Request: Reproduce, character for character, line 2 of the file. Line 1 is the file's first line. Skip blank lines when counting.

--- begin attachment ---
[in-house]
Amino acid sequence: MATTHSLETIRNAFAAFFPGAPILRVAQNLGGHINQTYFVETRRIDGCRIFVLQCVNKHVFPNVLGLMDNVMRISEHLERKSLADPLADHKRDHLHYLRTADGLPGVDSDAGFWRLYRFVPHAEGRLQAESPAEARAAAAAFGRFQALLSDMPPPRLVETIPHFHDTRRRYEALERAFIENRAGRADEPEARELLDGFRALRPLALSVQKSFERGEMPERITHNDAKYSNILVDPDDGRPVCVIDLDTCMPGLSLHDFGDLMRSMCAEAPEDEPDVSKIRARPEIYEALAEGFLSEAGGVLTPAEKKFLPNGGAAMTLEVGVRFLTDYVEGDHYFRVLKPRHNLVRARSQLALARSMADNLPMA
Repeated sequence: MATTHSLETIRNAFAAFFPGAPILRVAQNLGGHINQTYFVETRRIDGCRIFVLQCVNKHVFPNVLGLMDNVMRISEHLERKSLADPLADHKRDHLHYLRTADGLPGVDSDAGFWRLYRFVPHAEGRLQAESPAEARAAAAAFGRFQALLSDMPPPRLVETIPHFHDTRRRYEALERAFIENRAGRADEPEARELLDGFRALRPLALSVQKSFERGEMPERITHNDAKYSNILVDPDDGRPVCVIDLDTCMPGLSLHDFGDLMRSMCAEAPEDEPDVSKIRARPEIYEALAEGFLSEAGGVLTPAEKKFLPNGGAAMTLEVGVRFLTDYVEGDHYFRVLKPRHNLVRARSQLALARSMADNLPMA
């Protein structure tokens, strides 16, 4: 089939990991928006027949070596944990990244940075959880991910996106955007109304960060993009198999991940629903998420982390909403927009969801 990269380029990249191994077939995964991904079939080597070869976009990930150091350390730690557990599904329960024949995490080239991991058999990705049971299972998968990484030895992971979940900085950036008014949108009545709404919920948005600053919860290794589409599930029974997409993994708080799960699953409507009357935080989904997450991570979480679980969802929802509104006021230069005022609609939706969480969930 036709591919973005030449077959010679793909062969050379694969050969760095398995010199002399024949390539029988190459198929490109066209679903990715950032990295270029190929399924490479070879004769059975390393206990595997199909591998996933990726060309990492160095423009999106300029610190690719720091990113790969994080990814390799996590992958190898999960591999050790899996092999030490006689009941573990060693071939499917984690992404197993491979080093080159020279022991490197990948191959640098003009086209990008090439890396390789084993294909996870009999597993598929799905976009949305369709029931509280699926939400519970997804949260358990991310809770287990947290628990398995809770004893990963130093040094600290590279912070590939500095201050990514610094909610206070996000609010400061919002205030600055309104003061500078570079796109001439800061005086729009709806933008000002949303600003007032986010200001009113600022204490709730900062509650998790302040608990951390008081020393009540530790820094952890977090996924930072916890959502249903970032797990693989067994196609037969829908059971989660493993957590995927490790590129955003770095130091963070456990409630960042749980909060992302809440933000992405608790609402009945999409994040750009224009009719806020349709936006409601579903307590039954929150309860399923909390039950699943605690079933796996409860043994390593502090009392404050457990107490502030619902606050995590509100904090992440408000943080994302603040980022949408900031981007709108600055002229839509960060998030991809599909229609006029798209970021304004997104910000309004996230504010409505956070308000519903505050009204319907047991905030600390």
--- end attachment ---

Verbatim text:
Amino acid sequence: MATTHSLETIRNAFAAFFPGAPILRVAQNLGGHINQTYFVETRRIDGCRIFVLQCVNKHVFPNVLGLMDNVMRISEHLERKSLADPLADHKRDHLHYLRTADGLPGVDSDAGFWRLYRFVPHAEGRLQAESPAEARAAAAAFGRFQALLSDMPPPRLVETIPHFHDTRRRYEALERAFIENRAGRADEPEARELLDGFRALRPLALSVQKSFERGEMPERITHNDAKYSNILVDPDDGRPVCVIDLDTCMPGLSLHDFGDLMRSMCAEAPEDEPDVSKIRARPEIYEALAEGFLSEAGGVLTPAEKKFLPNGGAAMTLEVGVRFLTDYVEGDHYFRVLKPRHNLVRARSQLALARSMADNLPMA